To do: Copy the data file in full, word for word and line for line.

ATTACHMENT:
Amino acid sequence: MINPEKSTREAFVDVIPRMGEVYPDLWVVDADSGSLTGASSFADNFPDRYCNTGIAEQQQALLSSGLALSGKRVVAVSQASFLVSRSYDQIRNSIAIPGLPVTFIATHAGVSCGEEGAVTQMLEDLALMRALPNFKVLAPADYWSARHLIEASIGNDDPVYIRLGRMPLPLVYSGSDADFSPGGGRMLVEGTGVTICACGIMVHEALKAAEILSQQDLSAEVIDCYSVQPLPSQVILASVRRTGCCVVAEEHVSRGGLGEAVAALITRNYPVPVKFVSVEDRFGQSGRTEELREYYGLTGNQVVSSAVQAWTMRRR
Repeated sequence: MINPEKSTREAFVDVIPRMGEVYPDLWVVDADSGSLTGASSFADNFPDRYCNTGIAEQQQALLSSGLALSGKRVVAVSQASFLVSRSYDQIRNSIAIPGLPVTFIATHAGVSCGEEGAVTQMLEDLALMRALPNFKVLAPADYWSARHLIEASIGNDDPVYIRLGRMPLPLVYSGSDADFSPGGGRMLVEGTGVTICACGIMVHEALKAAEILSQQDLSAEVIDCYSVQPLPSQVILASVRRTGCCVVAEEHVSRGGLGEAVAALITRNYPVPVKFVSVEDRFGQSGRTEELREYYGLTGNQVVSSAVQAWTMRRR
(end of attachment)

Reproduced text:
Amino acid sequence: MINPEKSTREAFVDVIPRMGEVYPDLWVVDADSGSLTGASSFADNFPDRYCNTGIAEQQQALLSSGLALSGKRVVAVSQASFLVSRSYDQIRNSIAIPGLPVTFIATHAGVSCGEEGAVTQMLEDLALMRALPNFKVLAPADYWSARHLIEASIGNDDPVYIRLGRMPLPLVYSGSDADFSPGGGRMLVEGTGVTICACGIMVHEALKAAEILSQQDLSAEVIDCYSVQPLPSQVILASVRRTGCCVVAEEHVSRGGLGEAVAALITRNYPVPVKFVSVEDRFGQSGRTEELREYYGLTGNQVVSSAVQAWTMRRR
Repeated sequence: MINPEKSTREAFVDVIPRMGEVYPDLWVVDADSGSLTGASSFADNFPDRYCNTGIAEQQQALLSSGLALSGKRVVAVSQASFLVSRSYDQIRNSIAIPGLPVTFIATHAGVSCGEEGAVTQMLEDLALMRALPNFKVLAPADYWSARHLIEASIGNDDPVYIRLGRMPLPLVYSGSDADFSPGGGRMLVEGTGVTICACGIMVHEALKAAEILSQQDLSAEVIDCYSVQPLPSQVILASVRRTGCCVVAEEHVSRGGLGEAVAALITRNYPVPVKFVSVEDRFGQSGRTEELREYYGLTGNQVVSSAVQAWTMRRR